Charles Townes

The Nature of the Interstellar Medium

Thursday, 1 July 1971
10:00 - 11:00 CEST


Charles Townes is best known as one of the three laser pioneers who received the Nobel Prize in Physics 1964. Yet he also pioneered the fields of space spectroscopy and infrared astronomy. In 1968 he together with his young colleague William Welch at the University of Berkeley in California made an amazing discovery, which had not been considered possible by their peers: Outer space contains three-atom molecules such as ammonia and water vapor.[1] Even more complex molecules were discovered subsequently, proving evidence for a host of chemical reactions in the clouds of the interstellar medium of our Milky Way galaxy. “Such clouds may well have been the origin of our planet as they condensed”, Townes told his audience in Lindau in this “fairly general talk on material matter in our universe with some emphasis on the more recent discoveries”. One of those discoveries, as Townes initially remarks, had come from his former student at Columbia University, Arno Penzias, who had recorded the cosmic microwave background radiation as a remnant of the very early universe only some years before.

“All of the dark splotches in the center represent dark cool dust clouds, blotting out the star light, scattered all through the plain of our galaxy”, Townes explains a picture of the Milky Way. These clouds are impermeable for light, however, so that their content could not be studied much before, “but with recent technological developments in the infrared and the microwave region it is now easy to penetrate and study them so we can look in the depth of the cloud or through them to do spectroscopy and find out what is there”, says Townes and presents an inventory of the molecules, which have been found in absorption or emission spectra from these light-year long extending clouds so far, from carbon monoxide and formaldehyde to methyl alcohol and methyl acetylene, a “list growing rapidly by one new molecule per month now”. Hydrogen, although elusive and difficult to detect, is the most abundant molecule in the universe, and towards the center of our galaxy, in the direction of the Sagittarius constellation of the zodiac, the clouds of hydrogen and other molecules are “so dense, that they will gravitationally collapse after a relatively short time like thousands or millions of years”, so that in a universal cycle new stars condense out from material, which perhaps came from an earlier generation of stars.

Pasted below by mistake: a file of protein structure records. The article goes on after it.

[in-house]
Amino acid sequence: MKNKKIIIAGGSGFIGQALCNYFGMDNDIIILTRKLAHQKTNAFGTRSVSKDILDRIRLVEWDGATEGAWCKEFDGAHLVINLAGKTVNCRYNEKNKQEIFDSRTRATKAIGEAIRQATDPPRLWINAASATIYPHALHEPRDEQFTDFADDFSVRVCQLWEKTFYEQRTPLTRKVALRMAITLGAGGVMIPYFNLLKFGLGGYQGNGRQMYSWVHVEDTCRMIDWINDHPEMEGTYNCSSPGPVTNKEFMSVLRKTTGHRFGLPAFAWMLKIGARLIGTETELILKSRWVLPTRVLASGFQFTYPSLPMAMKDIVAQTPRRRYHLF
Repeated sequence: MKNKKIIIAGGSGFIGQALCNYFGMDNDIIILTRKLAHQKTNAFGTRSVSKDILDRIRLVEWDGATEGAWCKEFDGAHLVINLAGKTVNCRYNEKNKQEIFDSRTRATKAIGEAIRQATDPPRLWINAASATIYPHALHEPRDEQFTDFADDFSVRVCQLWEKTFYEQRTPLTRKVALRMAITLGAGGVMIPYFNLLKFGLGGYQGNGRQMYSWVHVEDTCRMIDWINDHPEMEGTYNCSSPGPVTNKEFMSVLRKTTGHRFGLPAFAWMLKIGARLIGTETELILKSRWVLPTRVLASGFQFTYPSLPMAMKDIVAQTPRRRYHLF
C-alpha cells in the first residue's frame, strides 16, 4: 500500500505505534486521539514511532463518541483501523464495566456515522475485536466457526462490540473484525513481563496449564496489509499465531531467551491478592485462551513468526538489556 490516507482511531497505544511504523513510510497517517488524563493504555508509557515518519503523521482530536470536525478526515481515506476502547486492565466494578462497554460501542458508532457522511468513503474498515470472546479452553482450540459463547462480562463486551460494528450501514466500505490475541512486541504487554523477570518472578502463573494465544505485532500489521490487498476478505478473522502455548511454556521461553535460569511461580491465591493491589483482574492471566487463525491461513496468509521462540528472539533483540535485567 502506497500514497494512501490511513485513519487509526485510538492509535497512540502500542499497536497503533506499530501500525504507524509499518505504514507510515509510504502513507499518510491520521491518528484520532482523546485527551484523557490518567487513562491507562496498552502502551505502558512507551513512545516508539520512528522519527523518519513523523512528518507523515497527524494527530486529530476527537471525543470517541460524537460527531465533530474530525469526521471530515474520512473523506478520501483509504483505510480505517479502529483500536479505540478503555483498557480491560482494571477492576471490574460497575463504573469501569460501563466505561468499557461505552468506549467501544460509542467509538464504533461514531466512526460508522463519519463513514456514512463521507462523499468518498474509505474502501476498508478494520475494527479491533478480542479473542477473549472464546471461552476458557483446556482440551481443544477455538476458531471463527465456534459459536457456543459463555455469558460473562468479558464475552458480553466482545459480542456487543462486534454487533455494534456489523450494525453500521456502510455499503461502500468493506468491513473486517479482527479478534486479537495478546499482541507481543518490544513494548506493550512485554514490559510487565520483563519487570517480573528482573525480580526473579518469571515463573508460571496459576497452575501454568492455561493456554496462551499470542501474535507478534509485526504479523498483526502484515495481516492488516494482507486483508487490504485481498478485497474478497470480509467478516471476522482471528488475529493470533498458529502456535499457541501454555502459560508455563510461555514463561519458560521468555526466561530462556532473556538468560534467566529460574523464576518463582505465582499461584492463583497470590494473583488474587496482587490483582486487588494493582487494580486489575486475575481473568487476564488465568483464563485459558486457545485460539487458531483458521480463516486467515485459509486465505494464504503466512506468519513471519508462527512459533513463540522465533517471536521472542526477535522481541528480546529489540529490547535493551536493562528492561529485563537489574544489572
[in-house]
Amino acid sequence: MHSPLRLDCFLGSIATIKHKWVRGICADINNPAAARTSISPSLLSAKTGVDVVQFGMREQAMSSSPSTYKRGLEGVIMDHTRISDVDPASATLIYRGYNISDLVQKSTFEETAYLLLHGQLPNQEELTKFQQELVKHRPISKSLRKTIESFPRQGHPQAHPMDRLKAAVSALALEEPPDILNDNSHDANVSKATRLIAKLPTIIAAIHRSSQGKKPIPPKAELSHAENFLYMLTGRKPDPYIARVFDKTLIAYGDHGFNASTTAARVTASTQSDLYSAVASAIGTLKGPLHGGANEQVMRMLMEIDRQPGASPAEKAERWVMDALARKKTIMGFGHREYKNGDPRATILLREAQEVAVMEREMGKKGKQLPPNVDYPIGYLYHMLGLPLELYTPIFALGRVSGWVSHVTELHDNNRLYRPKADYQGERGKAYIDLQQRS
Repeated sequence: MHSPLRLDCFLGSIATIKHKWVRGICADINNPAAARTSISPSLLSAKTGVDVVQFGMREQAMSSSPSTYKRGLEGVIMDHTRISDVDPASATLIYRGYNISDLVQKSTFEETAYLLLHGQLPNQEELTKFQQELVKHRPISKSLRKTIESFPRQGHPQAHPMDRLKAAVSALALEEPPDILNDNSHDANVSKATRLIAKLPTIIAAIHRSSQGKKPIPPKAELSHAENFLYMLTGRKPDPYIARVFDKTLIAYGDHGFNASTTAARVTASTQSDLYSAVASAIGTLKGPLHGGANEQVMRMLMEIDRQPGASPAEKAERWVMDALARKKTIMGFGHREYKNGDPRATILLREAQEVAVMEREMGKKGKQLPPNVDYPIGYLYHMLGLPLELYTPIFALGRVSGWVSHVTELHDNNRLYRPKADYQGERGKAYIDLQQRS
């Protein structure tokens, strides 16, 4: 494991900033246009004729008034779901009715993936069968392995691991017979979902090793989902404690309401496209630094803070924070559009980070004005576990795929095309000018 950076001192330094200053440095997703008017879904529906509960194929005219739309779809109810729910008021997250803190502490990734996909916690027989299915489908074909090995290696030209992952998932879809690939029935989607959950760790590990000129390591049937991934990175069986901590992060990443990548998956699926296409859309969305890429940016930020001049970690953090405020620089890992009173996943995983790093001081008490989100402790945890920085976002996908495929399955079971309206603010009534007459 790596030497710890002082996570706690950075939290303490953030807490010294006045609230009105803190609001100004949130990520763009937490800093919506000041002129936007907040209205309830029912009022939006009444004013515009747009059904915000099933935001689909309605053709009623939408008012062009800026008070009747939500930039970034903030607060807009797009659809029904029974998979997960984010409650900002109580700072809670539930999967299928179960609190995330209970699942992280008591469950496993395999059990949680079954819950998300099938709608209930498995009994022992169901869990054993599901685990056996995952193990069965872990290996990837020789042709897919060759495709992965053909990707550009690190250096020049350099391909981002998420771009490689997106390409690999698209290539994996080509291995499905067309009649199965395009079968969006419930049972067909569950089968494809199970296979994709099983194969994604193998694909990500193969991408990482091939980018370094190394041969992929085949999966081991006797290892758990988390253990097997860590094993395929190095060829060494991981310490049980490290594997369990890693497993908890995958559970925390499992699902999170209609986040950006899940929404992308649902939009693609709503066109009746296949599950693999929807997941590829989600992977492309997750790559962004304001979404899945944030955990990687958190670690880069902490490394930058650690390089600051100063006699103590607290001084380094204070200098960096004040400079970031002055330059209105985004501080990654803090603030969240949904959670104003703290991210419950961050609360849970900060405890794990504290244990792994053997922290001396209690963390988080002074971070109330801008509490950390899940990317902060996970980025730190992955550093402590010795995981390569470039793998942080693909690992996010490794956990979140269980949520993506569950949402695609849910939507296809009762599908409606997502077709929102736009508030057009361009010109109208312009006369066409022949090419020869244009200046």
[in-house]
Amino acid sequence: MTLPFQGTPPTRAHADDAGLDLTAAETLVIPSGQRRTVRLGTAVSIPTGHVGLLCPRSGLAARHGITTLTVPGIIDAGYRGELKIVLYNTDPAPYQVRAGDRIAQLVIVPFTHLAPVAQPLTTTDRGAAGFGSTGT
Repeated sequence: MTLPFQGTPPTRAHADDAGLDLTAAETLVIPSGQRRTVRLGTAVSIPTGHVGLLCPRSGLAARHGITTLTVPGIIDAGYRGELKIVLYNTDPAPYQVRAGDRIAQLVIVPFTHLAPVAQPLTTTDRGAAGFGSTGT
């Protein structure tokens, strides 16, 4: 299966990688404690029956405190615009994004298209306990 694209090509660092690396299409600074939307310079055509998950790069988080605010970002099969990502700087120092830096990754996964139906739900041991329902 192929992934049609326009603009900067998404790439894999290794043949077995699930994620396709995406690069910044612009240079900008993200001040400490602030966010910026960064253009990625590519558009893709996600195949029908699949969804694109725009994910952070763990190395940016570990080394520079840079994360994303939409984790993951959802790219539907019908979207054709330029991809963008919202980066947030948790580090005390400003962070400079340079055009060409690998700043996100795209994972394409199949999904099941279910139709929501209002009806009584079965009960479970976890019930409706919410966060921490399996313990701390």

Townes also talks about the naturally occurring water maser, which he recently had discovered. In one region in space, known as W3, water and hydroxide are “heated up” (still far in the negative Celsius temperature range, of course), so that more molecules are in an upper than in a lower energy state and the whole system amplifies like a maser, so powerful, that it sometimes broadcasts a total energy in the radio region “as large as the total luminosity of the sun.”

The astronomers Balinck and Brown discovered an even more complex and powerful radio source, Sagittarius A, in 1974. Townes developed a novel infrared detector incorporating a precision CO2 laser, which facilitated studies of this dynamic and star forming center of our galaxy. In the mid-eighties, together with his doctoral student Reinhard Genzel, he found evidence for the existence of a super-massive black hole in this region. It must have been another fulfillment of Townes’ scientific career, when Genzel, in the meantime a professor of physics in Berkeley himself, could confirm more than two decades later: “The stellar orbits in the galactic centre show that the central mass concentration of four million solar masses must be a black hole, beyond any reasonable doubt.”[2]

Joachim Pietzsch

[1] Robert Sanders. Nobel laureate and laser inventor Charles Townes dies at 99. UC Berkeley Media Relations, January 27, 2015

[2] Ian O’Neill. Beyond any reasonable doubt: A supermassive black hole lives in centre of our galaxy. Universe today. December 10, 2008

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